A pre-1955 short story about people hiding from undulating ribbon-like invaders coming in through the air vents. The ribbons may have been yellow, and the author just might have been Van Vogt. It probably involved time travel. Haven't read it in 60 years.

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    I'm blanking on title, but I think I know the story and can add some more details that might help someone else: Main character is one of three people left alive on Earth after gaseous aliens invade. The other two are a woman and her scientist father. One of them has extreme allergies, so the father had built an airtight house, which protected them. The main character reads old sci-fi mags and comes across his own story, foreshadowing his upcoming time travel (he goes back in time to write it). At one point they see the aliens coming through vents on a TV newscast. Does this sound right, Zack?
    – Otis
    May 2 '15 at 18:40

A pre-1955 short story

"Transfer Point" by Anthony Boucher, originally published in Galaxy Science Fiction, November 1950, which is available in the Internet Archive.

about people hiding from undulating ribbon-like invaders coming in through the air vents. The ribbons may have been yellow, and the author just might have been Van Vogt.

Not by Van Vogt, but you're right about the invasion of yellow ribbons:

It was then that they saw the first of the yellow bands.

It was just that: a band of bright yellow some thirty centimeters wide, about five meters long, and so thin as to seem insubstantial, a mere stripe of color. It came underneath the back drop behind the announcer. It streaked about the casting room with questing sinuosity. No features, no appendages relieved its yellow blankness.

Then with a deft whipping motion it wrapped itself around the announcer. It held him only an instant. His hideously shriveled body plunged toward the camera as the screen went dead.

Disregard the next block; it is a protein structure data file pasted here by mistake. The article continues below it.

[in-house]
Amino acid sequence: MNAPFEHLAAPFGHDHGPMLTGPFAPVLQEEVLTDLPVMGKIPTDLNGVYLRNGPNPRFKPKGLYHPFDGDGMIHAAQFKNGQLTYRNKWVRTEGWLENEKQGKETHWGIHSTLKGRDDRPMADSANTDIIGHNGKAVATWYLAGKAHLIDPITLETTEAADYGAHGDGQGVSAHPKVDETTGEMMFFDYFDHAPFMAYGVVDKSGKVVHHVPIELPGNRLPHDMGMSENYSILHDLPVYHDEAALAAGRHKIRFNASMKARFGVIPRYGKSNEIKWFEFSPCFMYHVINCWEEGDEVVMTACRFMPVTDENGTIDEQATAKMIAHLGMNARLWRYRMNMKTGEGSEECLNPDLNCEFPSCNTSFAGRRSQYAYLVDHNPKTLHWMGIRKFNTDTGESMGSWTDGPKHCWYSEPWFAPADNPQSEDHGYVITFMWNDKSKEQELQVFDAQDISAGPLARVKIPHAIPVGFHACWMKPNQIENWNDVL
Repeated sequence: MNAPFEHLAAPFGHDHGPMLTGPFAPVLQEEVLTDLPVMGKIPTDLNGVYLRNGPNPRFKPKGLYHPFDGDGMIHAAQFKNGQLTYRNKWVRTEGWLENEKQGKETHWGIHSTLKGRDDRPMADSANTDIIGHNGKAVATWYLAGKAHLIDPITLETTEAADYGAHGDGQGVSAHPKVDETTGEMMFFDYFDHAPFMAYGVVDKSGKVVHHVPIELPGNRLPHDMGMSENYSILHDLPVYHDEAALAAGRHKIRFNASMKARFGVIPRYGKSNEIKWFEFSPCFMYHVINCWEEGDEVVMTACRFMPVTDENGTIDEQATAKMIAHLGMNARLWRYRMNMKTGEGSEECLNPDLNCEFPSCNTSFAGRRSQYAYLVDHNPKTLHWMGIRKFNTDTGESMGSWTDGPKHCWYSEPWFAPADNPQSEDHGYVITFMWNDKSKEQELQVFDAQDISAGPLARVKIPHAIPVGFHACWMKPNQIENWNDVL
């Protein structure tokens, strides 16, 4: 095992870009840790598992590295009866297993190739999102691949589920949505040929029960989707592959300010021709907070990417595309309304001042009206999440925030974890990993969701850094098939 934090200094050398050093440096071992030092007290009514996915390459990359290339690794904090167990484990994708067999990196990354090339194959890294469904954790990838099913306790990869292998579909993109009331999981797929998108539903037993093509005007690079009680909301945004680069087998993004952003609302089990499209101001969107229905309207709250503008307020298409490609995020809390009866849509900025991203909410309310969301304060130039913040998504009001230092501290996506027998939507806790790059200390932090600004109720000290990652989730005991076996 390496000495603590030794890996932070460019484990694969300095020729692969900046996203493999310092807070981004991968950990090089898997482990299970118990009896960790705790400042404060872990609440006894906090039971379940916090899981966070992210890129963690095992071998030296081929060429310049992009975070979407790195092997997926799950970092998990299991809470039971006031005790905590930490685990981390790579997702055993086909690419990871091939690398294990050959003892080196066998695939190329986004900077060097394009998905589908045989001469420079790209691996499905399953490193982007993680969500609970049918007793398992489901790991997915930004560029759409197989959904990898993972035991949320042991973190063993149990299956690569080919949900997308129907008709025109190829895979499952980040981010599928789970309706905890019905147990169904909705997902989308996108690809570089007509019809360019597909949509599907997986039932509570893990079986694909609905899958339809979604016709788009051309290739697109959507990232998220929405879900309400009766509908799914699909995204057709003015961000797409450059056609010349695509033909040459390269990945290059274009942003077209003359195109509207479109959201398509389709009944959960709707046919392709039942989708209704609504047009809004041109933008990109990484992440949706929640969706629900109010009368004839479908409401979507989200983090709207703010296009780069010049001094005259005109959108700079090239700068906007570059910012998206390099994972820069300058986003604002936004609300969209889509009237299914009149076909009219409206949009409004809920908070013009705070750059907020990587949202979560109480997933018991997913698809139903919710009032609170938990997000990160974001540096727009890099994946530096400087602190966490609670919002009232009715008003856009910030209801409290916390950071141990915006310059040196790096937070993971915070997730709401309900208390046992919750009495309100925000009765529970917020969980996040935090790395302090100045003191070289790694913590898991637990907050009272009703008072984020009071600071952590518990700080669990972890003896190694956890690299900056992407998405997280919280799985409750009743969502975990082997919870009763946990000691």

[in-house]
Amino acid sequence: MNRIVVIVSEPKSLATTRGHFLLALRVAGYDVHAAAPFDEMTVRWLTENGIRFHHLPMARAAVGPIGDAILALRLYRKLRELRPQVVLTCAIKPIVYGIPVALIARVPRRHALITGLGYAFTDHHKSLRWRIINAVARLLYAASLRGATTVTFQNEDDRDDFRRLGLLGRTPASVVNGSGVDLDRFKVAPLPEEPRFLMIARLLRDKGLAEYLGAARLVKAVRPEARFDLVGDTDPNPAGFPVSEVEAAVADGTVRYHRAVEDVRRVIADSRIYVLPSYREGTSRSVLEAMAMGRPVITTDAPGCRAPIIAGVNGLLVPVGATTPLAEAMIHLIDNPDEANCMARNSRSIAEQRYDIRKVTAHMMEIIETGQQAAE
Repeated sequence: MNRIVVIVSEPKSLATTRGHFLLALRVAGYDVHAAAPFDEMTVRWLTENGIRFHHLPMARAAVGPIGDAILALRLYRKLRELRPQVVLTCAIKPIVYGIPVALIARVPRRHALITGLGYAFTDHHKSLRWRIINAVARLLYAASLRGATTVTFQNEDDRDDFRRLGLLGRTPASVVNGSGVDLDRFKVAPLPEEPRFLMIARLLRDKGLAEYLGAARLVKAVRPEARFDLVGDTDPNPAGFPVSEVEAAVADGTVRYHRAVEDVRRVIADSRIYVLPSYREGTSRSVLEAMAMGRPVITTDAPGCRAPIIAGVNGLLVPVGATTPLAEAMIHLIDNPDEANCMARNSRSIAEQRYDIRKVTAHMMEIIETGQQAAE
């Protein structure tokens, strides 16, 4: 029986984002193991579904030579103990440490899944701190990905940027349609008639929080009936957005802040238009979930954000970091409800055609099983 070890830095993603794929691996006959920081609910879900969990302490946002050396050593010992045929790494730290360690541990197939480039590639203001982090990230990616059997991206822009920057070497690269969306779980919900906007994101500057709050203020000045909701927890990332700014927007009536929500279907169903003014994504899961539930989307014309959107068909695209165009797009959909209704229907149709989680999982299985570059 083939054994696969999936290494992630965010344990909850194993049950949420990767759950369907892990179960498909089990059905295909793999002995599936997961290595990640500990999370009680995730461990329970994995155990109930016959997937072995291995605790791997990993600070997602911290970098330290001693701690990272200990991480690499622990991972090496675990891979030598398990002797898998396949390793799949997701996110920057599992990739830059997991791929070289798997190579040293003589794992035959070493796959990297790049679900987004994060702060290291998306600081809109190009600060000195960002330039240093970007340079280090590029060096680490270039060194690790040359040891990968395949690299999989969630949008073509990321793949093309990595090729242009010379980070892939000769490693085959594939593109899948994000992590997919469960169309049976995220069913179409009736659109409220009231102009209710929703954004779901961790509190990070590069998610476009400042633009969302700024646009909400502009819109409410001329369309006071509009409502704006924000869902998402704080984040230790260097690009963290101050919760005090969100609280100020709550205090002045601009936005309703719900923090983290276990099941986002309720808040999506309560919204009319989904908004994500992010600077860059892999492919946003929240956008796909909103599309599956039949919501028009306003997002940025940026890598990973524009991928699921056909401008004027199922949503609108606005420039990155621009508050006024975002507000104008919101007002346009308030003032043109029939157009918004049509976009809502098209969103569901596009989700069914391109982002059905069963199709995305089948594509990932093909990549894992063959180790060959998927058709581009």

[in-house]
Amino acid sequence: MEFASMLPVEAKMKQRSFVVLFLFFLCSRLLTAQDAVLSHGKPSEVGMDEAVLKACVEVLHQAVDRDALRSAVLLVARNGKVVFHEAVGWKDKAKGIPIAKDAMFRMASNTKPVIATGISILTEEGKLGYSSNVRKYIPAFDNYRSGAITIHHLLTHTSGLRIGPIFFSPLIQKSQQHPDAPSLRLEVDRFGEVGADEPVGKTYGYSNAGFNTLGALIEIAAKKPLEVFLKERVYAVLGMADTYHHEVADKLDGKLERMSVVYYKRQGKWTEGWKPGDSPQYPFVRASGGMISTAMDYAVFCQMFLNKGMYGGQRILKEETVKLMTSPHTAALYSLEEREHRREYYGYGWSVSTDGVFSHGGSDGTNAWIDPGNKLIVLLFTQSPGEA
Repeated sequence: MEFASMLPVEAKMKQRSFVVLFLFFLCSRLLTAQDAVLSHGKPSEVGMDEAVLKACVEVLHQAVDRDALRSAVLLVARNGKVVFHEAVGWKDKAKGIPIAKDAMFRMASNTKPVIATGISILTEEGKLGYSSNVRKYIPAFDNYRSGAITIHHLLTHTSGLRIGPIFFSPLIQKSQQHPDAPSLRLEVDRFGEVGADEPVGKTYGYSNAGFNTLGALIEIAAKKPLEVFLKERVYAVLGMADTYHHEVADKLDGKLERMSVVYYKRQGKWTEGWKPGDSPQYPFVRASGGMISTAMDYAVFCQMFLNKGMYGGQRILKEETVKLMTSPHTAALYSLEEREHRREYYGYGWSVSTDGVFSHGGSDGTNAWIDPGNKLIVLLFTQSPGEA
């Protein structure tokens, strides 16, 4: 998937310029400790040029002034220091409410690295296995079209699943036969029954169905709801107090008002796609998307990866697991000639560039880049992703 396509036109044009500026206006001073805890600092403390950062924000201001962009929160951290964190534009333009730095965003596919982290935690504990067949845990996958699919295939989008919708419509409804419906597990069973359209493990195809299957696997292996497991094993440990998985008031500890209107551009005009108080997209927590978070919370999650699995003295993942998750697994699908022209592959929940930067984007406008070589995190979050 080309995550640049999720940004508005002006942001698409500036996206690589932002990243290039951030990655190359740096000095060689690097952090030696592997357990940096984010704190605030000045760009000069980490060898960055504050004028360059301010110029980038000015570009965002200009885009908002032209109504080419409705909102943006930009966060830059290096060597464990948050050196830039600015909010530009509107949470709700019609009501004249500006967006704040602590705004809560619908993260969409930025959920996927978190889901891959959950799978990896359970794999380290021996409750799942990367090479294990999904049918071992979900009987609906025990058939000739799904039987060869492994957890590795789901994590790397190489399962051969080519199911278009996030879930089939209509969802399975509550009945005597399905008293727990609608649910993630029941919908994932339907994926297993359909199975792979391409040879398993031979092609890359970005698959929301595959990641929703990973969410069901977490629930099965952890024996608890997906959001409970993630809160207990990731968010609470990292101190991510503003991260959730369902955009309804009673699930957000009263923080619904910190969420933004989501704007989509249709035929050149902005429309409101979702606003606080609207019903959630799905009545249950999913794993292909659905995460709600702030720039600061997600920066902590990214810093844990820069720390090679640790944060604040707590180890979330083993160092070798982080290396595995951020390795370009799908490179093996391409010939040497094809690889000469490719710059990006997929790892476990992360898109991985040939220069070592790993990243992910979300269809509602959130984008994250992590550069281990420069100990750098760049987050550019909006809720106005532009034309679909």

That was the start of the horror.

It probably involved time travel.

He saw it clearly. Kirth-Labbery's genius had at last evolved a time machine. That was the one escape, the escape which the scientist had not yet tested and rather distrusted. And Lavra had poked the green button because Norbert Holt had said she had poked (would poke?) the green button.

That last passage is not exactly self-explanatory, so let me explain. The main character, Vyrko, bored in his airtight shelter, was reading a stash of ancient sci-fi pulps he found there, and he ran across an amazingly accurate account of his current situation in a story by someone writing as "Norbert Holt". Yeah, a time paradox. Here is a plot summary from NESFA's Recursive Science Fiction site:

Far in the future Earth has been invaded by aliens who look like yellow bands. They have used the allergenic gas agnoton to destroy humanity. Only three people survive—the scientist Kirth-Labbery, his beautiful, but stupid daughter Lavra, and her literary boy friend Vyrko. Vyrko, read old pulps (especially Galaxy and Surprising); he is amazed by the detailed accurate predictions of Norbert Holt. Vyrko is accidentally thrown back in time by Lavra (who is now pregnant with twins). In the 1950s, Vyrko has no skills, so he turns to writing history as science fiction under the name Norbert Holt. He becomes a success—convention guest of honor and president of the Science Fiction Writers of America (SCWA—go figure; this is changed to the Fantasy Writers of America in the anthology version). Vyrko has an affair with Ms. Manning Stern, editor of Suprising, but commits suicide to break the time loop. Appearing in cameo roles are Joe Henderson, Matt Duncan, and Austin Carter from Rocket to the Morgue.

  • Yes! I think that's where I read it, too -- which explains why I couldn't find it in my library yesterday.
    – Otis
    May 3 '15 at 15:55

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